Here is yet another example of Attenborough's unique skill of communicating information to us in a truly comprehensible fashion. As has come to be expected, Attenborough utilises the most up to date photographic technology to suitably accompany the text. Focusing largely on the botanical adaptations of plans to overcome the problems that the challenge of 'living' presents, this book gives a good solid dive into a broad introduction into the most interesting and extreme parts to one of the most enthralling aspects of science.
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'The Private Life of Plants' delivers another amazing book by Attenborough looking at plant behaviour that aids in their survival. Like all of his books his style is extremely easy to read and you are soon drawn in to the fascinating lives of the various plants he describes and you are left in awe at the tenacity and diversity of these seemingly inanimate species. Throughout the book you get one page of text and another full page of the most stunning photography you are ever likely to see and occasionally you'll get a double spread for a particularly impressive image. This looks at plant behaviour in relation to gaining nutrients, reproduction, fighting(!), coexisting with other plants and animals and a whole range of other traits besides. As part of the Attenborough collection of books this really can't be missed. It is also well worth a look in it's own right and makes for a couple days of informative and completely engrossing reading. The wonder of nature and the fascinating life of plants has rarely been so well presented, and yet we've become so used to that from Attenborough that anything less would be a let down. This more than lives up to this high standard.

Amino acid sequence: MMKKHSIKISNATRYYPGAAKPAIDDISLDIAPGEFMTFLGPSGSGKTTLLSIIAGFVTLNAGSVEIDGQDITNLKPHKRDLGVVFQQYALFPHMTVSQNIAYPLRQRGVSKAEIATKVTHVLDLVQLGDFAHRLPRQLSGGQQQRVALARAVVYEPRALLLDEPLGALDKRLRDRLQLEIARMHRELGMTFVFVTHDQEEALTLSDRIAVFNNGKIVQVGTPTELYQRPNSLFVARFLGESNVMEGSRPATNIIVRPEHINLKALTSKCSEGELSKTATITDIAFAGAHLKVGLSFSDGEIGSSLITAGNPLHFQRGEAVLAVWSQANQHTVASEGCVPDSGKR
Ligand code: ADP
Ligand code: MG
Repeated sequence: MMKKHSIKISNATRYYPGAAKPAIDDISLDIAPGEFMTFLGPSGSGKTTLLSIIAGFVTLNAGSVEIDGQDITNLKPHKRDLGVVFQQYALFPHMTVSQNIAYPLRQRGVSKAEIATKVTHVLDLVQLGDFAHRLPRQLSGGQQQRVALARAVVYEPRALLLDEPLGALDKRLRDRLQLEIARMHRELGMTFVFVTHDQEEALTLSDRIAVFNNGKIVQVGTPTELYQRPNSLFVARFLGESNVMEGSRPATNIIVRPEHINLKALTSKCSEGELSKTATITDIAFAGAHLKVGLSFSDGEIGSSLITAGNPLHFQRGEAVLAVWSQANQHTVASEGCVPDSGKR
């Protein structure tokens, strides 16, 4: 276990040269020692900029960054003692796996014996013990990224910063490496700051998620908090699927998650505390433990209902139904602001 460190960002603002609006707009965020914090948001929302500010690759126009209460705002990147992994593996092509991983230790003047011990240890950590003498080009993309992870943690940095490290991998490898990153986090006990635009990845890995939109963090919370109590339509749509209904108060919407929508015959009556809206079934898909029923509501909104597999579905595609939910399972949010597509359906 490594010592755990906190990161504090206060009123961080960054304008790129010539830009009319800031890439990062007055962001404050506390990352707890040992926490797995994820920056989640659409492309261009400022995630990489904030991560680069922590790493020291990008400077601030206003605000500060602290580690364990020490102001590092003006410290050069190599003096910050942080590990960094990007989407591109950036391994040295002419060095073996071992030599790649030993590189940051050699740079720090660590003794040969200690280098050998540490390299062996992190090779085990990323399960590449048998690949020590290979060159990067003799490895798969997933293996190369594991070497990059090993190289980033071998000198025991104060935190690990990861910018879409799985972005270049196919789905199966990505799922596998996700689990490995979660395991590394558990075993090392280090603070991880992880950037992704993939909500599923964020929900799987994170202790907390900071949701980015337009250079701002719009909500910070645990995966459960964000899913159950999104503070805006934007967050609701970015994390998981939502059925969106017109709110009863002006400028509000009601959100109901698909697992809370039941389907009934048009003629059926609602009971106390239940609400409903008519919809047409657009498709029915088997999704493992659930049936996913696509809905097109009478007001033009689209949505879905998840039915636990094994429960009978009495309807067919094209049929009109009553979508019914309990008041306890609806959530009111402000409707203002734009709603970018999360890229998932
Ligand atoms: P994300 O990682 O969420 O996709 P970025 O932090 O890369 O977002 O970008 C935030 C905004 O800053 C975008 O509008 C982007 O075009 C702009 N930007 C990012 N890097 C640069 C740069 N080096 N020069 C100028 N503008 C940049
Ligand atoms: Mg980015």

Feel free to check out my blog which can be found on my profile page.
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on 10 April 2009
This is the authors first "Life Of" books and sets a pattern for those that followed.
The main point made in this well written and researched book is that plants enjoy many of the activities of animals but on a totally different timescale that can stretch to decades or centuries.The author delves into characteristics and secrets of plants that most people never give a second thought e.g. travel and parasitism.
There are 6 main chapters covering a)travel-how plants can travel over long distances b)feeding and growing-the necessityof light and water c)flowering - illustrations from the smallest bloom to the giant Tilam arum
d)the social struggle-the fight for plants to survive in various environments e) living together-the association of plants and animals particularly in the water environment and f)surviving-how plants need water, light,warmth and minerals to survive.
The pictures are good but the source of photographs p312-3 is very badly laid out.
A book to be recommended
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on 16 February 2014
This is the book version of David Attenborough's TV series “The Private Life of Plants”. Books like these were indispensable in the good ol' days before the World Wide Web. All the highlights of the show are here: bristlecone pines (one of these trees is 5000 years old?!), strangler figs (only 500 years old – tssk, tssk), an underground orchid in West Australia, the giant water lily of the Amazon, carrion flowers (guess what they smell like), the Venus fly trap, plants fooling insects into “mating” with them, etc etc. Some fungi have been thrown in for good measure, too, although fungi aren't really plants (well, not anymore). Good if you like plants, including the slightly absurd varieties. Probably a total waste of time otherwise…